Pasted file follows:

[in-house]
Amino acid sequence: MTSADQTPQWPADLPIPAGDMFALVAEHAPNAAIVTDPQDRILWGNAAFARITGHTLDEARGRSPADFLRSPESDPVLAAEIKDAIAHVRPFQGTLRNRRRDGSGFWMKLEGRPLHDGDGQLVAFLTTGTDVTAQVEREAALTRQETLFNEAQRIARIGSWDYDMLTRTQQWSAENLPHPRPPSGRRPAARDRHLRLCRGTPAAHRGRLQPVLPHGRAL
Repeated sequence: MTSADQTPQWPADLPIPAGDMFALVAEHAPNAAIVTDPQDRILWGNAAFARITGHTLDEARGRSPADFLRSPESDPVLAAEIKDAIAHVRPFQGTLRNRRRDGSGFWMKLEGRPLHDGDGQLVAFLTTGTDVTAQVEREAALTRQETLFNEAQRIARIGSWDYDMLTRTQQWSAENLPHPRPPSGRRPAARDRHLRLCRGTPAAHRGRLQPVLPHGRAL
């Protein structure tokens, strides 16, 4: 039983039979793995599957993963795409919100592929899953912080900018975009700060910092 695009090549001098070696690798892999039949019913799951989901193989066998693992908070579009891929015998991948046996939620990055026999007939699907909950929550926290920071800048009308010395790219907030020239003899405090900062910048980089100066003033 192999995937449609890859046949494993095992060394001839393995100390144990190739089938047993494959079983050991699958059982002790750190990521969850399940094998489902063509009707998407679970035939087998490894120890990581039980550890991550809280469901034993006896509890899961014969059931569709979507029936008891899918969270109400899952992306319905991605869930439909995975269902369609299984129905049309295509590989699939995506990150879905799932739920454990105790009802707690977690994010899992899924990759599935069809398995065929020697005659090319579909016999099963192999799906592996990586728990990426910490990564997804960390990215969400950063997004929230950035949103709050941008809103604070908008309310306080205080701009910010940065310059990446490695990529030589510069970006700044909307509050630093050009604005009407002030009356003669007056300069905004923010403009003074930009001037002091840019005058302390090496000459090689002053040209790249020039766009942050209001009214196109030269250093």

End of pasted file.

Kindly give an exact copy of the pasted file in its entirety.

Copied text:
[in-house]
Amino acid sequence: MTSADQTPQWPADLPIPAGDMFALVAEHAPNAAIVTDPQDRILWGNAAFARITGHTLDEARGRSPADFLRSPESDPVLAAEIKDAIAHVRPFQGTLRNRRRDGSGFWMKLEGRPLHDGDGQLVAFLTTGTDVTAQVEREAALTRQETLFNEAQRIARIGSWDYDMLTRTQQWSAENLPHPRPPSGRRPAARDRHLRLCRGTPAAHRGRLQPVLPHGRAL
Repeated sequence: MTSADQTPQWPADLPIPAGDMFALVAEHAPNAAIVTDPQDRILWGNAAFARITGHTLDEARGRSPADFLRSPESDPVLAAEIKDAIAHVRPFQGTLRNRRRDGSGFWMKLEGRPLHDGDGQLVAFLTTGTDVTAQVEREAALTRQETLFNEAQRIARIGSWDYDMLTRTQQWSAENLPHPRPPSGRRPAARDRHLRLCRGTPAAHRGRLQPVLPHGRAL
């Protein structure tokens, strides 16, 4: 039983039979793995599957993963795409919100592929899953912080900018975009700060910092 695009090549001098070696690798892999039949019913799951989901193989066998693992908070579009891929015998991948046996939620990055026999007939699907909950929550926290920071800048009308010395790219907030020239003899405090900062910048980089100066003033 192999995937449609890859046949494993095992060394001839393995100390144990190739089938047993494959079983050991699958059982002790750190990521969850399940094998489902063509009707998407679970035939087998490894120890990581039980550890991550809280469901034993006896509890899961014969059931569709979507029936008891899918969270109400899952992306319905991605869930439909995975269902369609299984129905049309295509590989699939995506990150879905799932739920454990105790009802707690977690994010899992899924990759599935069809398995065929020697005659090319579909016999099963192999799906592996990586728990990426910490990564997804960390990215969400950063997004929230950035949103709050941008809103604070908008309310306080205080701009910010940065310059990446490695990529030589510069970006700044909307509050630093050009604005009407002030009356003669007056300069905004923010403009003074930009001037002091840019005058302390090496000459090689002053040209790249020039766009942050209001009214196109030269250093």